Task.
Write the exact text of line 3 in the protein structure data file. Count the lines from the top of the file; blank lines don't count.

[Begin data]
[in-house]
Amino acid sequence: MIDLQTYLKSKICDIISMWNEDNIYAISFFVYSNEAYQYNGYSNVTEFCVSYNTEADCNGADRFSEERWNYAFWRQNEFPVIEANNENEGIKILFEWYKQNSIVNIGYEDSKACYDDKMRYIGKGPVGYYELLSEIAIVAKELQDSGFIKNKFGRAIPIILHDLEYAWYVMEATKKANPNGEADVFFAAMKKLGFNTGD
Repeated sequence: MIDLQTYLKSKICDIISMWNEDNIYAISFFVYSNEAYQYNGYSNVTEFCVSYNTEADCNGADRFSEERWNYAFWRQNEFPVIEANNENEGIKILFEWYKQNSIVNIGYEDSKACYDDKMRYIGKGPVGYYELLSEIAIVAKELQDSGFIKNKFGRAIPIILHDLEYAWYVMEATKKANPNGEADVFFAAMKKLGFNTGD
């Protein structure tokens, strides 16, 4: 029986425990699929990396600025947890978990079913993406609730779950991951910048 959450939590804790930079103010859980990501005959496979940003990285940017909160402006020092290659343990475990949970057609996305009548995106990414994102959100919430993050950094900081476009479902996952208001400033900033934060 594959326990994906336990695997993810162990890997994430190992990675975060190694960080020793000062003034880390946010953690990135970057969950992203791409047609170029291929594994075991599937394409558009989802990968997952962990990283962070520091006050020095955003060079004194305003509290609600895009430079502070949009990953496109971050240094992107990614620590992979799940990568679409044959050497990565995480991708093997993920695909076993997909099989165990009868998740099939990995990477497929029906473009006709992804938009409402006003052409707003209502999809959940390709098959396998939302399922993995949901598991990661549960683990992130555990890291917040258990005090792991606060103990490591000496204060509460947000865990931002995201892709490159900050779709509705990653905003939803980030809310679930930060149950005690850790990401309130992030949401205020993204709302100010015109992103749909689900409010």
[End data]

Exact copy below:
Repeated sequence: MIDLQTYLKSKICDIISMWNEDNIYAISFFVYSNEAYQYNGYSNVTEFCVSYNTEADCNGADRFSEERWNYAFWRQNEFPVIEANNENEGIKILFEWYKQNSIVNIGYEDSKACYDDKMRYIGKGPVGYYELLSEIAIVAKELQDSGFIKNKFGRAIPIILHDLEYAWYVMEATKKANPNGEADVFFAAMKKLGFNTGD